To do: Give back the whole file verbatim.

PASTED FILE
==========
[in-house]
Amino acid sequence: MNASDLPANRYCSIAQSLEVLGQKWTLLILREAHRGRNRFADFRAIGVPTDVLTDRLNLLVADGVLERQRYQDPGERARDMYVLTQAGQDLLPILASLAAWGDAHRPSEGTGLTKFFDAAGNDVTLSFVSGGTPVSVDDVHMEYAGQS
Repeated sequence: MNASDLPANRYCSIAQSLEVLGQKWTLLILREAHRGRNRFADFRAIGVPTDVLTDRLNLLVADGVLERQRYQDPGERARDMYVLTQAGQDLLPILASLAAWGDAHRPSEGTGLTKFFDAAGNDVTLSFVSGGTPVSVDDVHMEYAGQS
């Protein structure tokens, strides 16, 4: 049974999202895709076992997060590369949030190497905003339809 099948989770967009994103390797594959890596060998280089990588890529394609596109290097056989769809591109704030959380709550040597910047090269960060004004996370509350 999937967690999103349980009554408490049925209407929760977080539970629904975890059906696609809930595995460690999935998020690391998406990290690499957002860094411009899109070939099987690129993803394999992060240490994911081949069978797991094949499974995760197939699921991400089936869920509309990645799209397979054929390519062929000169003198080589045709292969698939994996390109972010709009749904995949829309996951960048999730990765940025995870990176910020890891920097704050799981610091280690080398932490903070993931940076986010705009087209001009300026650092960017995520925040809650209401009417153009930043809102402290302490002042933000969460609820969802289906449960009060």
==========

[in-house]
Amino acid sequence: MNASDLPANRYCSIAQSLEVLGQKWTLLILREAHRGRNRFADFRAIGVPTDVLTDRLNLLVADGVLERQRYQDPGERARDMYVLTQAGQDLLPILASLAAWGDAHRPSEGTGLTKFFDAAGNDVTLSFVSGGTPVSVDDVHMEYAGQS
Repeated sequence: MNASDLPANRYCSIAQSLEVLGQKWTLLILREAHRGRNRFADFRAIGVPTDVLTDRLNLLVADGVLERQRYQDPGERARDMYVLTQAGQDLLPILASLAAWGDAHRPSEGTGLTKFFDAAGNDVTLSFVSGGTPVSVDDVHMEYAGQS
């Protein structure tokens, strides 16, 4: 049974999202895709076992997060590369949030190497905003339809 099948989770967009994103390797594959890596060998280089990588890529394609596109290097056989769809591109704030959380709550040597910047090269960060004004996370509350 999937967690999103349980009554408490049925209407929760977080539970629904975890059906696609809930595995460690999935998020690391998406990290690499957002860094411009899109070939099987690129993803394999992060240490994911081949069978797991094949499974995760197939699921991400089936869920509309990645799209397979054929390519062929000169003198080589045709292969698939994996390109972010709009749904995949829309996951960048999730990765940025995870990176910020890891920097704050799981610091280690080398932490903070993931940076986010705009087209001009300026650092960017995520925040809650209401009417153009930043809102402290302490002042933000969460609820969802289906449960009060």